a third airborne explosive missile comprising a forward looking surveillance system, configured to simultaneously transmit digital spread spectrum real time video signals of a target to a one of said first aircraft, said second aircraft, and said third aircraft which is not an aircraft from which said third explosive missile has been launched, and receive a code division multiple access control signal with a latency of less than two milliseconds from said one of said first aircraft, said second aircraft, and said third aircraft which is not an aircraft from which said third explosive missile has been launched;
wherein each of said code division multiple access signals has a transmit power level which is less than one-fourth of a transmit power level of each of said digital spread spectrum real time video signals; and,
wherein each of said first explosive missile, said second explosive missile and said third explosive missile further comprises a transmitter configured for directly communicating targeting information between said first explosive missile, said second explosive missile and said third explosive missile, so that each missile can be reprogrammed for a different target after having been launched from one of said first aircraft, said second aircraft, and said third aircraft.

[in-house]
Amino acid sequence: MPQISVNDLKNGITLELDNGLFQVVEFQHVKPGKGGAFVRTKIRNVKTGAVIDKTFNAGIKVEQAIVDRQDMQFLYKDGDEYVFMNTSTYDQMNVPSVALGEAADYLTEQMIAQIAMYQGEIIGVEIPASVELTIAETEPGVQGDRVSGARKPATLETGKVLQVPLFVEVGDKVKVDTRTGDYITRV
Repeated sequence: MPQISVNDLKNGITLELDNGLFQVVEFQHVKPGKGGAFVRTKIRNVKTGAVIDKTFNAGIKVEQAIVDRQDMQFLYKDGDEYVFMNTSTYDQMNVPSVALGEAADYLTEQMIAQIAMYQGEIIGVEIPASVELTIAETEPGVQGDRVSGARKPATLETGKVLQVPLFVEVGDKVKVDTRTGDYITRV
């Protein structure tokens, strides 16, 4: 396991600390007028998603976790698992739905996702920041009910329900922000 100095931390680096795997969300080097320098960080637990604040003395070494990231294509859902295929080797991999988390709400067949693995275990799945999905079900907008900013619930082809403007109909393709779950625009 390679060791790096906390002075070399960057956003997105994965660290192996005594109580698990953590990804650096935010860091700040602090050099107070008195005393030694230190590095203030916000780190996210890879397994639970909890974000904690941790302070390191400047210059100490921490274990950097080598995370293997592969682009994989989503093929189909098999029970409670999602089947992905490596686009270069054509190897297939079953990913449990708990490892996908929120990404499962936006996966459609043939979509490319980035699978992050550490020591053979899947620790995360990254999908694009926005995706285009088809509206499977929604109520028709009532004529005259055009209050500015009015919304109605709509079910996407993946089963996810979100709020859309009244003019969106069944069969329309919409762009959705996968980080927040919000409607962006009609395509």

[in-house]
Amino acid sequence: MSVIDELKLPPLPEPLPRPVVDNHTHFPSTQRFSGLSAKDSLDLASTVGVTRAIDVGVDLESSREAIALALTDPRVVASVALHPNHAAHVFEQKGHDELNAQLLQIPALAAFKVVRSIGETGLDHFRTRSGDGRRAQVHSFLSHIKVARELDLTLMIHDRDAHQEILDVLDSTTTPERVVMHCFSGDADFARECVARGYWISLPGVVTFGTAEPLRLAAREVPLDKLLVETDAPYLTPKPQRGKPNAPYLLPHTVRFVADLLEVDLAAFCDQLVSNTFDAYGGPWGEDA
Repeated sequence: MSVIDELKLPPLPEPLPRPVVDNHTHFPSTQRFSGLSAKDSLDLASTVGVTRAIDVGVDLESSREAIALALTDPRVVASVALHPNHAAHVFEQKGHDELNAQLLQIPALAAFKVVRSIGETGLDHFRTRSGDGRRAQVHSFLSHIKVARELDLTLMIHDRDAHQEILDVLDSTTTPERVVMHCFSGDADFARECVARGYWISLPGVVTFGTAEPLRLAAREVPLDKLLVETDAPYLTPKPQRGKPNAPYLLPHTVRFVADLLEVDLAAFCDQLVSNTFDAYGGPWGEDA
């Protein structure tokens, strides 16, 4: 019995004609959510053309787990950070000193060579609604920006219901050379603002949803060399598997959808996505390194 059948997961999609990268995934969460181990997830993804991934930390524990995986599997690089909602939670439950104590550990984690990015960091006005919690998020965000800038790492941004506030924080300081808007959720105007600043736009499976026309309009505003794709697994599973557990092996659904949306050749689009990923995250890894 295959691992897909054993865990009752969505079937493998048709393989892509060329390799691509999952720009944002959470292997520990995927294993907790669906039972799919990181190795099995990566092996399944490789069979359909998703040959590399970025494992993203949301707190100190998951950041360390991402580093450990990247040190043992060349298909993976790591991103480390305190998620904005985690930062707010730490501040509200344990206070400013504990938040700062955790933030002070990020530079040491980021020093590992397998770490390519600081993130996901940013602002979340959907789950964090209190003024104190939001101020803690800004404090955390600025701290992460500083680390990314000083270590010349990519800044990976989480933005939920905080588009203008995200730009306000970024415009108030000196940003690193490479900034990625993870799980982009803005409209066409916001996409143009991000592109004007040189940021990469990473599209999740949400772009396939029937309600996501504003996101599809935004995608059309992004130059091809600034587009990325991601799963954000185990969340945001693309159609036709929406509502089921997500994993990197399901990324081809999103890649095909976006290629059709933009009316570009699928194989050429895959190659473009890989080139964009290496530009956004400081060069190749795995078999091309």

Description
BACKGROUND OF THE INVENTION

The present invention generally relates to weapon data link systems, and more particularly relates to Tactical Targeting Network Technology (TTNT), and even more particularly relates to a system and method for communicating large amounts of data simultaneously to numerous battle group data users.

In the past, designers of battle group communication systems have endeavored to provide systems with improved abilities to simultaneously communicate information to numerous battle group users.

In the past, military communication equipment designers have developed several systems for battle group communication. The Joint Tactical Information Distribution System (JTIDS), also known as Link-16, has been used successfully in numerous combat situations. One much more recent, but widely accepted approach to enhancing battle group communication has been the use of Tactical Targeting Network Technology (TTNT), which involves using a fully interconnected radio network, which is configured to provide data, such as position and status information to numerous end users simultaneously. This method is currently being implemented and has been well received for its many advantages. Another widely used communication system employs point-to-point communication of video signals from a missile. The GBU15 is an example of a well-known bomb which provides video back to the launch platform, such as an F-15 fighter. This video can be used for bomb damage indication.